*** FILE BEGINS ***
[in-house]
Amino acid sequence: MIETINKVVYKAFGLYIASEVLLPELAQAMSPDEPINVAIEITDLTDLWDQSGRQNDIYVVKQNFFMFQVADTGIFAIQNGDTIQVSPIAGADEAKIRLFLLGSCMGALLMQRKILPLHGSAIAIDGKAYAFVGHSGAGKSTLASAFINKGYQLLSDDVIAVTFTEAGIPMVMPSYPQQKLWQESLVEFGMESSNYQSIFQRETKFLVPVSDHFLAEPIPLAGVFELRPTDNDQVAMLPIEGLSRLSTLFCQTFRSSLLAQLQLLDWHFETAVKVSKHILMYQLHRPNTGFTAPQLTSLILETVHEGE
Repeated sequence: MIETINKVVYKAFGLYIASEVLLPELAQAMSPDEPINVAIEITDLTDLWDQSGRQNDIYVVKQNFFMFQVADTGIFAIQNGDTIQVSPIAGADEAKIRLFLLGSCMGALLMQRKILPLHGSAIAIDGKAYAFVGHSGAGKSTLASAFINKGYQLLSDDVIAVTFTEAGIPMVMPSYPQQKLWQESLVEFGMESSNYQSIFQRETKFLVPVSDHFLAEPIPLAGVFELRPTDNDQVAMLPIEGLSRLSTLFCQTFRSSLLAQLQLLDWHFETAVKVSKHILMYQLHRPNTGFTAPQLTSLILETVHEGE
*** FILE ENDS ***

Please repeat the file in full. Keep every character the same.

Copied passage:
[in-house]
Amino acid sequence: MIETINKVVYKAFGLYIASEVLLPELAQAMSPDEPINVAIEITDLTDLWDQSGRQNDIYVVKQNFFMFQVADTGIFAIQNGDTIQVSPIAGADEAKIRLFLLGSCMGALLMQRKILPLHGSAIAIDGKAYAFVGHSGAGKSTLASAFINKGYQLLSDDVIAVTFTEAGIPMVMPSYPQQKLWQESLVEFGMESSNYQSIFQRETKFLVPVSDHFLAEPIPLAGVFELRPTDNDQVAMLPIEGLSRLSTLFCQTFRSSLLAQLQLLDWHFETAVKVSKHILMYQLHRPNTGFTAPQLTSLILETVHEGE
Repeated sequence: MIETINKVVYKAFGLYIASEVLLPELAQAMSPDEPINVAIEITDLTDLWDQSGRQNDIYVVKQNFFMFQVADTGIFAIQNGDTIQVSPIAGADEAKIRLFLLGSCMGALLMQRKILPLHGSAIAIDGKAYAFVGHSGAGKSTLASAFINKGYQLLSDDVIAVTFTEAGIPMVMPSYPQQKLWQESLVEFGMESSNYQSIFQRETKFLVPVSDHFLAEPIPLAGVFELRPTDNDQVAMLPIEGLSRLSTLFCQTFRSSLLAQLQLLDWHFETAVKVSKHILMYQLHRPNTGFTAPQLTSLILETVHEGE